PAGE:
Page 8, 1st August 2008

1st August 2008
Page 8
Page 8, 1st August 2008 — Paul, the first modern pope
Close

Report an error

Noticed an error on this page?
If you've noticed an error in this article please click here to report it.

Tags

Locations: Rome, Milan, Concesio

Share


Related articles

Return Of The Good Pope

Page 1 from 8th June 2001

Ad Multos Annos

Page 6 from 28th June 1963

Contrasts On The Papal Throne

Page 10 from 7th August 1998

• Reformer John Xxiii On Fast-track To Canonisation •...

Page 1 from 10th April 1998

Two Years In A Hard Job ...

Page 5 from 18th June 1965

Paul, the first modern pope

No pope of the 20th century has been more eclipsed by his predecessors and successors than Pope Paul VI. Blessed Pope John XXIII is remembered for his goodness, large heart and radiant humanity. His predecessor, Pius XII, is seen by those who remember him as the last Counter-Reformation pope and was thought by many in his lifetime to be a liVing saint. John Paul I's memory is effaced by the brevity of his reign. John Paul U holds a monolithic place in people's memories that only time will decrease.

Between these longer serving pontiffs, Paul occupies an almost spectral presence entirely divorced from the fame of the rest. He never became victim to a personality cult, yet no pope of the second half of the 20th century had a more decisive influence on the modern Church. During Paul's reign of 15 years (1963-78) more changes were introduced in the Church than in all previous centuries combined.

Giovanni Battista Montini was born in Concesio, near Brescia in Lombardy, on September 29 1897. He came from a privileged, intellectual family. His father Giorgio was a prosperous lawyer and landowner, editor of a local Catholic newspaper and a parliamentary deputy with a strong desire for social reform. His mother Guiditta — Alghisi came from a family of local nobles and was a leader of the Catholic women of Brescia. Montini had two brothers, Lodovico, who followed a political career and became a senator, and Francesco, who became a doctor.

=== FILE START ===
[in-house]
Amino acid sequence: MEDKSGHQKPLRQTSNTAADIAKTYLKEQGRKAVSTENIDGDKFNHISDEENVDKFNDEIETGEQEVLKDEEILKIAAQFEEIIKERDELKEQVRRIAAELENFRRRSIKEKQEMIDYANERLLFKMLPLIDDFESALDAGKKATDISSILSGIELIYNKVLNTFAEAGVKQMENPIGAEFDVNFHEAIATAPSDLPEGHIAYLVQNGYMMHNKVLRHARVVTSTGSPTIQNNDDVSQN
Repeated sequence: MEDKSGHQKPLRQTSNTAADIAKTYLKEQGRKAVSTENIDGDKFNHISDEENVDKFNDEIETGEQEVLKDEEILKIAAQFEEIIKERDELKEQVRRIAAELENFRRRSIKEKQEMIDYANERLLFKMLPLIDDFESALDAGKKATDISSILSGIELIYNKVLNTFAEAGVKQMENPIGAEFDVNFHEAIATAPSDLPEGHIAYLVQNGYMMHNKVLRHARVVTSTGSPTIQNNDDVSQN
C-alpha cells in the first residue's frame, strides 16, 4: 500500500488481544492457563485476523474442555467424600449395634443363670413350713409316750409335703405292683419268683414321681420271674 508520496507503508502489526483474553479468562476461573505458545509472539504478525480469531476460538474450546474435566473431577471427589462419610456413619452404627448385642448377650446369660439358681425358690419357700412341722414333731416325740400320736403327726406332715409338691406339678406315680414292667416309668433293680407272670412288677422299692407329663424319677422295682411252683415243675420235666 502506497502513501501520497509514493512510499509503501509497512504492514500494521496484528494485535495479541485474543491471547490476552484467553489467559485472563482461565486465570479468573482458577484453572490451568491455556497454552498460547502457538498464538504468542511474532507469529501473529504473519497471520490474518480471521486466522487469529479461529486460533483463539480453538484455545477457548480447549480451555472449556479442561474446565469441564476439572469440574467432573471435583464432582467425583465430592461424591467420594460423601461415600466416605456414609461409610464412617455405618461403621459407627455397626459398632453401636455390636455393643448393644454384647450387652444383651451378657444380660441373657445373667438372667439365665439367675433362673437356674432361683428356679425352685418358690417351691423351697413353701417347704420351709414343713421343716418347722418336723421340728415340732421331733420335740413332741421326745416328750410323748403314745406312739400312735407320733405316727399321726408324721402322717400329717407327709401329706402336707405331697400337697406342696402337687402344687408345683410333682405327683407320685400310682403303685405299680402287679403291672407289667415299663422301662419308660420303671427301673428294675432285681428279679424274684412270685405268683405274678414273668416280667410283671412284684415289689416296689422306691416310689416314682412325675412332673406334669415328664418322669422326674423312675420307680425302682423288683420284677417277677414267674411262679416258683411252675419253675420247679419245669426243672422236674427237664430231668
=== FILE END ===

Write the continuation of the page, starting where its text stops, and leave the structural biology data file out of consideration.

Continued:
Educated by the Jesuits, Montini began studies for the priesthood in Brescia in 1916 and was ordained in 1920. His bishop sent him to Rome for further studies at the Sapienza University but a combination of parental, political and ecclesiastical influence saw him admitted to the Vatican as a student at the College for Noble Ecclesiastics in the Piazza Minerva, the school for Vatican diplomats. In 1923 he embarked upon his Roman apprenticeship in the Secretariat of State, at the age of 26, as the chaplain to the Catholic students of Rome. to be followed six years later by his appointment as national chaplain.